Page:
How to Set Yourself Apart Series: Junior Graphic Designer

Monday, January 22nd, 2024

How to Set Yourself Apart Series: Junior Graphic Designer

There are some things you can’t forget, no matter how many years pass. I can still remember when I started out as a mail boy at a design firm in Hong Kong, despite the fact it was about 40 years ago. The sentiment toward designers back then was harsh and unrelenting. It was tough to develop confidence in such an environment, so now it’s my goal to help junior graphic designers who are in the same place I once was.

Find Your Unique Value Proposition

Who do you enjoy working with most? Do they fit into a specific category, and do they have something in common? If that’s the case, they’re your target audience, and defining that is the first step of learning how to stand out. Having a unique value proposition (UVP) means that you’ve set yourself apart from the competition.

Now that you know who you want to reach, here are some things you can do to reach your target audience:

  • Learn what your audience needs. What problems do they run into when choosing a designer? Anticipate them and head off their concerns by showing you have a solution.
  • Learn what you do well. How are you uniquely gifted to help your customers? What skills do you bring to the table?
  • Weigh the consequences. If a client doesn’t choose you, what will they miss out on? What’s something that you can offer them that no one else could?
  • Create meaningful designs. Think about the elements you can include that will be meaningful to your audience. Tell them you’d like to incorporate them. “Speaking their language” is a well-known marketing strategy, but it works in visual communication too.

Consider Adding Technology to Your Service

As a junior graphic designer, chances are that you’ve already implemented technology to some degree. Whether that means you hand-draw some of your logos using a tablet and touch them up using Adobe Illustrator or have an entire arsenal of tech at your fingertips is up to you. 

While I personally recommend you don’t go chasing after the newest, shiny thing, I do recommend you think carefully about whether adding new pieces of tech to your service can streamline your processes and make your life easier. 

Here are some suggestions of tech you might want to consider:

  • Adobe Creative Cloud. We’ve listed some free software below, but since Creative Cloud is heavily discounted for students, we thought it was worth a mention!
  • CloudCampaign. If you have several clients with social media accounts, posting instantly across platforms can save you a lot of time. 
  • Slack/Discord. Do your clients like to work closely with you? Offering them a way to reach out quickly can enable you to develop a better customer relationship. 
  • Inkscape. How junior a graphic designer are you? If you can’t afford the cash to put toward pricey Adobe Illustrator, “free” is a nice alternative!
  • MailChimp. If your clients like sending out email campaigns, this could be a great way to streamline the process and create custom templates you’ll use over and over. 
  • WordPress. Planning to build websites? Then you’ll want to get acquainted with how WordPress works as soon as possible.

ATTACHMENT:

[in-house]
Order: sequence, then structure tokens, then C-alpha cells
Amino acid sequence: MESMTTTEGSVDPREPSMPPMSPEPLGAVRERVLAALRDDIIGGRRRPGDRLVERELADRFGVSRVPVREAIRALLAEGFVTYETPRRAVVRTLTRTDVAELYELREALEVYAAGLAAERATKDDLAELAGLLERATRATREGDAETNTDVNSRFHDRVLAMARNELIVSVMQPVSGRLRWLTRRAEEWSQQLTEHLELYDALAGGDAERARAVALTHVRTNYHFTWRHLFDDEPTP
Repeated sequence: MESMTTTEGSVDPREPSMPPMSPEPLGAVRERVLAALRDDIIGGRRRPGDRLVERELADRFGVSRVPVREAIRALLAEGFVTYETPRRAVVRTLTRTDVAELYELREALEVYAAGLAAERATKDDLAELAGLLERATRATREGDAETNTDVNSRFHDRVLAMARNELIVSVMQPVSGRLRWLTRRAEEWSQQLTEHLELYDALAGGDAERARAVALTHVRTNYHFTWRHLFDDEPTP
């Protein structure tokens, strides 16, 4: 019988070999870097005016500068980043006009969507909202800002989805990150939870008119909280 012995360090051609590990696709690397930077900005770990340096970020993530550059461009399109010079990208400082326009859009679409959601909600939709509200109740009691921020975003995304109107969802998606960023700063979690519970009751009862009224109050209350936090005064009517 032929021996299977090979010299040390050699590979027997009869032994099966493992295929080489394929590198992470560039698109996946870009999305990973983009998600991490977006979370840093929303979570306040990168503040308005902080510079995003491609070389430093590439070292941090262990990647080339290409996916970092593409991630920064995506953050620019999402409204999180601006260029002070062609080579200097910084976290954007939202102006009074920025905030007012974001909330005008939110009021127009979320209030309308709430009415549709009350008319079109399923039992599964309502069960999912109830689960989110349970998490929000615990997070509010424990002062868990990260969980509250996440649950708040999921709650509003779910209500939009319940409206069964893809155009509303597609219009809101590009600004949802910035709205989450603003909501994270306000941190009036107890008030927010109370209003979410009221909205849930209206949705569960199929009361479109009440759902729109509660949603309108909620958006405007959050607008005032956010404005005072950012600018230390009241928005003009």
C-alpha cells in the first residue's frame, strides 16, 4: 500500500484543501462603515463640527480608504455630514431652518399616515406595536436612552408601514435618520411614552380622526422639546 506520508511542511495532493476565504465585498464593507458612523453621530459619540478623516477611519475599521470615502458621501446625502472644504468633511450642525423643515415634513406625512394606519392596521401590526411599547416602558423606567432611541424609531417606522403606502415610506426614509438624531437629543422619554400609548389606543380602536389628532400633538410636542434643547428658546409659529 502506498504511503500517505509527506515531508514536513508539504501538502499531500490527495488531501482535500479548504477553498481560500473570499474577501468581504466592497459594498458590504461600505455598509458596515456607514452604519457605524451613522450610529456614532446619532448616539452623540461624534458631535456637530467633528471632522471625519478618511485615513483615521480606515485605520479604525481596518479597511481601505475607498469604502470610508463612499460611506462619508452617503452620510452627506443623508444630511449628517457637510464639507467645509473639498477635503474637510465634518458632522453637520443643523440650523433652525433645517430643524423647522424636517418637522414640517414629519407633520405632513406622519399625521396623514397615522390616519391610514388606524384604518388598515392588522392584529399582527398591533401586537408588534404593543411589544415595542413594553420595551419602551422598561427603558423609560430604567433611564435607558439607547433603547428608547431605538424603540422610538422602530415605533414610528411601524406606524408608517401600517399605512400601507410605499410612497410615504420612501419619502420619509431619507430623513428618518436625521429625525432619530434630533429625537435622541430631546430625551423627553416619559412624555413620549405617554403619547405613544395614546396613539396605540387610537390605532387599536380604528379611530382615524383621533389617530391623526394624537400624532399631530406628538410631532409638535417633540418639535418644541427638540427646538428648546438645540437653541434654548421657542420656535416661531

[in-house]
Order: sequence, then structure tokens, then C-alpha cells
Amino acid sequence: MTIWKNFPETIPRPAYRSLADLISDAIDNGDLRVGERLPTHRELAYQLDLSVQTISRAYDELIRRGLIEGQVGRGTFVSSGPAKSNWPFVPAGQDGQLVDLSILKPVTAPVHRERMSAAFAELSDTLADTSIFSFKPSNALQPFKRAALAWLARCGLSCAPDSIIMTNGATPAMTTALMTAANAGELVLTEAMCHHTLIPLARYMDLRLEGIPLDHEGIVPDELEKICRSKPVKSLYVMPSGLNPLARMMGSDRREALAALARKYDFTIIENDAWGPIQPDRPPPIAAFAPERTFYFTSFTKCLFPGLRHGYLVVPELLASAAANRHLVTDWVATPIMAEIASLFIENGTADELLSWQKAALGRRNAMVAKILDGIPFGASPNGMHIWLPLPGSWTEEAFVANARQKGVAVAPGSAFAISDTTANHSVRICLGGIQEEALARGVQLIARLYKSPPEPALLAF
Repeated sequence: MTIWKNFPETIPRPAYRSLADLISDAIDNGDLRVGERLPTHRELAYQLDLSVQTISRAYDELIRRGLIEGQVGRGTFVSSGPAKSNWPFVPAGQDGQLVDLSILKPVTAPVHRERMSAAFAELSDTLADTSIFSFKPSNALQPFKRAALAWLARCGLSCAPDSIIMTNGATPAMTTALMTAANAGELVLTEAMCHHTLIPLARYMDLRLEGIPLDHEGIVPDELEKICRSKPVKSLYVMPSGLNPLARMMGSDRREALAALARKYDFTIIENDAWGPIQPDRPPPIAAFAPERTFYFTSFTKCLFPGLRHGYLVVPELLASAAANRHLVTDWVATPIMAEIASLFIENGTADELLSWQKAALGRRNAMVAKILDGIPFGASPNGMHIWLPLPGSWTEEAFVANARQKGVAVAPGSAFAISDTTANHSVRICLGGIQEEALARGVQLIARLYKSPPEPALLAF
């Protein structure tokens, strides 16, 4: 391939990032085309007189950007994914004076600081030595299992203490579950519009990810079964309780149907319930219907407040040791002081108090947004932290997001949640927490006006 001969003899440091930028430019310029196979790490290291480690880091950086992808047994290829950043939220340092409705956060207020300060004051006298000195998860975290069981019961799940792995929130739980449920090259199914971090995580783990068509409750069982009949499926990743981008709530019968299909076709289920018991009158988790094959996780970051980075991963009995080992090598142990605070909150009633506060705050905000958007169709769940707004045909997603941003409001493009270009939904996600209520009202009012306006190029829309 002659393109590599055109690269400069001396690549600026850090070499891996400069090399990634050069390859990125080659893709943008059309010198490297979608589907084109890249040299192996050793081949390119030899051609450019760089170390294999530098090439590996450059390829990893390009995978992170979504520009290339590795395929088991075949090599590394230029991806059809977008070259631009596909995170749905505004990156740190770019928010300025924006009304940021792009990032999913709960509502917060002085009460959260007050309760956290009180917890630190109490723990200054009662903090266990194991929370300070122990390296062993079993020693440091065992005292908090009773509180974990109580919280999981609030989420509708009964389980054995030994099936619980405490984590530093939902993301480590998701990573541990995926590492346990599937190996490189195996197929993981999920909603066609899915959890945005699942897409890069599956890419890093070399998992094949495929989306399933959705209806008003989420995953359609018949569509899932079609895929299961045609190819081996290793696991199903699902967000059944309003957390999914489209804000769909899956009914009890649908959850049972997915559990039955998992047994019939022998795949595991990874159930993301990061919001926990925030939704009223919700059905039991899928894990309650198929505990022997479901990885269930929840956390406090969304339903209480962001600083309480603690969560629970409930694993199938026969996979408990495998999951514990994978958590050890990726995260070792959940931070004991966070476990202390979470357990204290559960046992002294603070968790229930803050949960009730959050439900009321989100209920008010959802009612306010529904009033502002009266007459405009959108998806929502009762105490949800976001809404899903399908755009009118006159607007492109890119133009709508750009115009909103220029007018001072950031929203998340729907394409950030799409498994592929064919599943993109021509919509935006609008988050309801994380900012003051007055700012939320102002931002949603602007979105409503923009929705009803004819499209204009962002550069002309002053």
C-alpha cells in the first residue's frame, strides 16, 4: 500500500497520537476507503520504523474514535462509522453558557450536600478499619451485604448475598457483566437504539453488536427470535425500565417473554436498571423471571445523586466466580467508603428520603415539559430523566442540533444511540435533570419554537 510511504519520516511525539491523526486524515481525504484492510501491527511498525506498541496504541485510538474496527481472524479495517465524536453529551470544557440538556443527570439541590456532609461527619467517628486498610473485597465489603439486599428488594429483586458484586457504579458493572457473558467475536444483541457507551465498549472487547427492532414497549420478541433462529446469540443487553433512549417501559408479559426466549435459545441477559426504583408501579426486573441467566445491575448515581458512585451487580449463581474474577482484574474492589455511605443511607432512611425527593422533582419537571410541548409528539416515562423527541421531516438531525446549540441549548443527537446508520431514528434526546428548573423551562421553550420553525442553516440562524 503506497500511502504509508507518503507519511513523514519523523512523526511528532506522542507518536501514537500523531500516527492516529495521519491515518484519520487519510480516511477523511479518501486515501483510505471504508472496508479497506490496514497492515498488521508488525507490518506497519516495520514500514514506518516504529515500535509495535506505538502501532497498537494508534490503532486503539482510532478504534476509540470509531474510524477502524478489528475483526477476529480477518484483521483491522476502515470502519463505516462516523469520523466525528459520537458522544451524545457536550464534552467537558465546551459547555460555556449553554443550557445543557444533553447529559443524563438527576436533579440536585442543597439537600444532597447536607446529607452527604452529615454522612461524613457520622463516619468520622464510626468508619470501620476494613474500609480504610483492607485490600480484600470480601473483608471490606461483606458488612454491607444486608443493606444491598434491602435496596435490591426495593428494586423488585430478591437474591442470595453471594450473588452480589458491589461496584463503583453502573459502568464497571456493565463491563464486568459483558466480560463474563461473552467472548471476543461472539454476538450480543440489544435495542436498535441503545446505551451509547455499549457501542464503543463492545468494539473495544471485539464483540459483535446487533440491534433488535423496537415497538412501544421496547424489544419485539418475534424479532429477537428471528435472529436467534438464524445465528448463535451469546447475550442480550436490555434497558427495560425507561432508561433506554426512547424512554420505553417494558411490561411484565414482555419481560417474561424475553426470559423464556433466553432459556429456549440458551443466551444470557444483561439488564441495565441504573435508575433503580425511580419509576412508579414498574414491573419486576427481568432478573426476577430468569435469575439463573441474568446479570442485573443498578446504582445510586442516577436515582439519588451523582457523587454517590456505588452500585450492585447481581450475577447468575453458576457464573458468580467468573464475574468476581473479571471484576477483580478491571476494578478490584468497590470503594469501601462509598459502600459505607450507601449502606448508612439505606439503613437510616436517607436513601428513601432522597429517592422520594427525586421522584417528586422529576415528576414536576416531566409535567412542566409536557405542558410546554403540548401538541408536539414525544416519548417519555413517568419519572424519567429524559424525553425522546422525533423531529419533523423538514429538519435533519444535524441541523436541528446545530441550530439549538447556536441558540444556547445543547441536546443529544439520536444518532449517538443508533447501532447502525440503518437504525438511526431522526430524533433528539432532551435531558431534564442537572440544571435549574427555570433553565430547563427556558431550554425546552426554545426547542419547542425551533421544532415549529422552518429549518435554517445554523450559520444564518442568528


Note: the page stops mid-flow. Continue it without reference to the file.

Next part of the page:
• iStockPhoto. Face it – typical stock photos are used everywhere. Getting an iStockPhoto (or other premium photo) account will give you a better chance of finding the perfect image to pair with your design.

Upskill As Much As You Can

In many ways, getting consistent work is the best way you can upskill. As you learn about different industries, niches, and cultures, you’ll find yourself applying that information to the work you’re doing. 

That said, here are some things that you can learn (outside of typical design work) that can help make you even more marketable and appealing to potential customers:

  • Video editing. Video editing deserves its own category. Depending on how intense the video editing needs to be, you might need to fix things frame by frame
  • Copywriting. Designing a website means doing more than handling the images – you may also need to develop the brand voice and create service pages for your clients. 
  • Motion graphics. Learn to create graphics that will grab the attention of your clients and their prospective customers. 
  • Social media. Each social media platform has different rules, and those rules differ depending on whether you’re producing organic content or advertising. Getting familiar with each platform (and specializing in one or two) can get you noticed. 

Make Saying “Yes” to You Easy

With a willingness to learn as much as you can and a desire to blow your customers’ minds, you’ll be difficult for customers to say no to. Review your client onboarding processes regularly to be sure that they’re as smooth and hitch-free as possible.

They’ll happily sign on the dotted line!

More Tips From Matcha Design in Tulsa

At Matcha Design, we strive to give our readers practical tips that they can apply toward their projects. Our goal is to build the next generation of graphic designers and leaders by nurturing creativity, problem-solving, and out-of-the-box thinking. Learn more at our blog!

About the author: Chris Lo is the founder and CEO of Matcha Design.

About Matcha Design

Matcha Design is a full-service creative B2B agency with decades of experience executing its client’s visions. The award-winning company specializes in web design, logo design, branding, marketing campaign, print, UX/UI, video production, commercial photography, advertising, and more. Matcha Design upholds the highest personal standards for excellence and can see things from a unique perspective due to its multicultural background.  The company consistently delivers custom, high-quality, innovative solutions to its clients using technical savvy and endless creativity. For more information, visit MatchaDesign.com.

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